In Australia most people are aware of the country's role in space exploration, the film the Dish was even made about Australia's efforts in broadcasting the moon-landing. While the dish out in Parkes gets most of the glory, there is another place just outside of Canberra that had its hand in broadcasting this monumental event. The Canberra Deep Space Communication Complex was not only also involved in the moon-landing broadcast, but has a fun visitors centre where young and old can learn more about the universe and the history and future of space travel.
When you head up to the visitors centre not only will you catch a glimpse at some of the 'big dish' antennas, but you'll also have to switch off your mobile phones. After all, they are communicating with space and don't want your phone getting in the way. Inside the visitors centre there is a range of space memorabilia and displays. You can find out everything about life for the astronauts who go into space, from the things they do, to the food they eat, and the things they wear. There is some interesting information on all the everyday objects that make use of space technology.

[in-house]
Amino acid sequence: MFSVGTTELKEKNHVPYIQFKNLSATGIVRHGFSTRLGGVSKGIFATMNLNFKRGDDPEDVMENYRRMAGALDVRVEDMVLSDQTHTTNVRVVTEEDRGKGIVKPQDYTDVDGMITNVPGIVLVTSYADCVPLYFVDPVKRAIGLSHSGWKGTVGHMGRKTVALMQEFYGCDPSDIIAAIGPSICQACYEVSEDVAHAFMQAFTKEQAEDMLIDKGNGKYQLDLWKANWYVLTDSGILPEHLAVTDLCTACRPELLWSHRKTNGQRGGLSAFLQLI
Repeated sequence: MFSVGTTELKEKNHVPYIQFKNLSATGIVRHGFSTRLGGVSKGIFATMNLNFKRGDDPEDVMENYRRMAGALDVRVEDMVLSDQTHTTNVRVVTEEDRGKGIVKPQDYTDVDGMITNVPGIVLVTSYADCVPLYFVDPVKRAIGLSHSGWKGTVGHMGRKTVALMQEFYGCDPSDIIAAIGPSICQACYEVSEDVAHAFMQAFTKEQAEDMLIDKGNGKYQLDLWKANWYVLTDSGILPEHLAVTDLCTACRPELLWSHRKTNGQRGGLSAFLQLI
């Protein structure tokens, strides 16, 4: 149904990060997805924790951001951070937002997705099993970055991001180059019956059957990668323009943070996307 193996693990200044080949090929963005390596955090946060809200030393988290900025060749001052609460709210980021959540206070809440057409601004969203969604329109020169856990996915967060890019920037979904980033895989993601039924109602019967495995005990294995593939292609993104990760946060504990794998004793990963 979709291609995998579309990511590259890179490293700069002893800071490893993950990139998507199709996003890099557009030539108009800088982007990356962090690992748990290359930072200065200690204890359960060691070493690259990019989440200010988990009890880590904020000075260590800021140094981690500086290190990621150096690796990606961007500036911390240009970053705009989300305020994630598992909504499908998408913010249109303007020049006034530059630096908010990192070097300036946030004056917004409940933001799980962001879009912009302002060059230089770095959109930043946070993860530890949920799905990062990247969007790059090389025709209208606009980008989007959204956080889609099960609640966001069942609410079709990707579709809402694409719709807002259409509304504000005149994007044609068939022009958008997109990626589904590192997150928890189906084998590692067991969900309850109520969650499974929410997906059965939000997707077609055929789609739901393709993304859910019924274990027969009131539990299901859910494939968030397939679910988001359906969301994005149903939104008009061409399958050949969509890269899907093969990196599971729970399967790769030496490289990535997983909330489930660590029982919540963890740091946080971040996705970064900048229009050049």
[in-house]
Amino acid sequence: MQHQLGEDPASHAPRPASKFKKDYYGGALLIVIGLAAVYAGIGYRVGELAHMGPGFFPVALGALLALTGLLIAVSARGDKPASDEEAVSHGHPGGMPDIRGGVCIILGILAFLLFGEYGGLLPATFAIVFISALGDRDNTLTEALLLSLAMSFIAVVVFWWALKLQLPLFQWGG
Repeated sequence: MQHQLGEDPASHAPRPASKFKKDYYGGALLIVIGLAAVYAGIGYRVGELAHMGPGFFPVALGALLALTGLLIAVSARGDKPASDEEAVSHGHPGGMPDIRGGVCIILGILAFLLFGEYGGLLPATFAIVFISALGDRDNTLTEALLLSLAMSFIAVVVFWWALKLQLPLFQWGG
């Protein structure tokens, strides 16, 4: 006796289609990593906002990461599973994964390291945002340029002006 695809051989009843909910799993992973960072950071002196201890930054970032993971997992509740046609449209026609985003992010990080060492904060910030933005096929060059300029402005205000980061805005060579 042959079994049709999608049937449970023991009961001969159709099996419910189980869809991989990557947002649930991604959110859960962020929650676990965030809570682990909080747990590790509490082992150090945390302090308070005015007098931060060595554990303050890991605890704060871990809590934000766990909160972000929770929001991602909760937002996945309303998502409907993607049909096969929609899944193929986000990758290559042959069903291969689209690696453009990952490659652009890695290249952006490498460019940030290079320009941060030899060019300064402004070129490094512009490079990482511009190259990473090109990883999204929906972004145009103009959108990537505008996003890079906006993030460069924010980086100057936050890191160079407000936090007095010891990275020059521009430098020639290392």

Walk on a little further and you'll start to learn a little about the universe and solar system in general. Find out about what space exploration has already uncovered, and some of the amazing facts about the planets that surround us. It is interesting for people of all ages, but kids especially will marvel at all the cool things. There is a replica of a Mars rover, and some interactive displays.
You can watch movies and short presentations on Space and space travel, and if you're lucky you can even hear from real-life space scientists at special events. There is plenty of information to help you think about science and space travel from a whole new angle. You can take a tour around the centre, or just wander on your own. When you're done head through the shop to find some cool space-themed toys, or let the kids play on the playground while you enjoy the cafe.
The Deep Space Communication Complex is free to visit, and it is open 7 days a week from 9-5. It is about a half hour's drive from Canberra, and you can drive past some really lovely scenery. It may not be the dish that the movies made famous, but it is a pretty cool place to go.